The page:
Unintentional residency, Mooste

“It’s not that I don’t like people. I just feel better when they’re not around.”
–Mickey Rourke as Charles Bukowski, Barfly

I’m at the end of a pretty heavy load: five workshops in four different cities in five weeks. That must have left me pretty groggy, because I managed to miss my cheap flight home from the final workshop in Estonia last weekend. So I’m currently engaged in a sort of accidental residency at MOKS in Mooste until next week when the tickets become affordable again.

It was many degrees below zero outside when I began to write this Tuesday night, and even the deepest footprints got buried by snow within an hour. My first action was to crank up the heat in the smallest room of the building, pile every mattress I could find on the floor, throw four or five blankets on top of that and bunker myself in.

I am completely alone here. There was a shy local boy once. He showed me how to light the fire, and then I never saw him again. If I want company, there are three busses a day to the next village where Evelyn Muursepp, the organizer of MOKS and my kind benefactor this week, lives. The local grocery store is also quite an experience, resulting in my current diet of bread, cheese, pickles and vodka. Every night I throw wood into the fire at 30 minute intervals until I’m too tired to continue. Then I fill up a couple 2L Coke bottles with hot water and climb into bed with them.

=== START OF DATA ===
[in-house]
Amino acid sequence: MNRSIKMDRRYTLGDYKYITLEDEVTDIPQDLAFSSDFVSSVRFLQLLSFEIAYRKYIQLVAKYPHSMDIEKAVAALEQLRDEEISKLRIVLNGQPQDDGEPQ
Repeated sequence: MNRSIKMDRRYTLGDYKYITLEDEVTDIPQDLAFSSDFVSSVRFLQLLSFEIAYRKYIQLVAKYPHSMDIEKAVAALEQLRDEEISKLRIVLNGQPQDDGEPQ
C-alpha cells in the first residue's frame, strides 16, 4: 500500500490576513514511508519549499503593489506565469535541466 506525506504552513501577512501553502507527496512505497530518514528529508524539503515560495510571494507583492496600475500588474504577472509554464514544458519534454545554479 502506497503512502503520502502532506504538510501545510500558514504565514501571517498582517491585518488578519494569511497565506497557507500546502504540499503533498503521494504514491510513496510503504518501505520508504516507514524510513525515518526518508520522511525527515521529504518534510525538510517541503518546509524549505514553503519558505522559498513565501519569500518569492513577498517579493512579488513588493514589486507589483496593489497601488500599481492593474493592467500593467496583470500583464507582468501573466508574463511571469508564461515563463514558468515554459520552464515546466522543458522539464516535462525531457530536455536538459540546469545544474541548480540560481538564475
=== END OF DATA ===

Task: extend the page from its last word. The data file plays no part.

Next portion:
Is it all worth it? Hell yes. Almost every day I spend a couple hours navigating the quiet, frozen forests of the Estonian countryside, everything covered in white and the dead black arms of the trees reaching for the gray-blue sky. I’ve never seen a national flag so appropriate:

Image: .Janne.

So still, with some kind of Black Metal soundtrack playing in my head…”Eternal winterrrrrrrrrr…” And Thursday afternoon–snowblind! Unimaginably intense white light, coming from all directions. I retreat into shadows of the woods until I can no longer see straight lines, right angles, Euclidean geometry, any evidence of the work of human hands…

I’ve started to wonder why people live in cities at all, until I remember the awful reality: there’s just too damned many of them to do otherwise!


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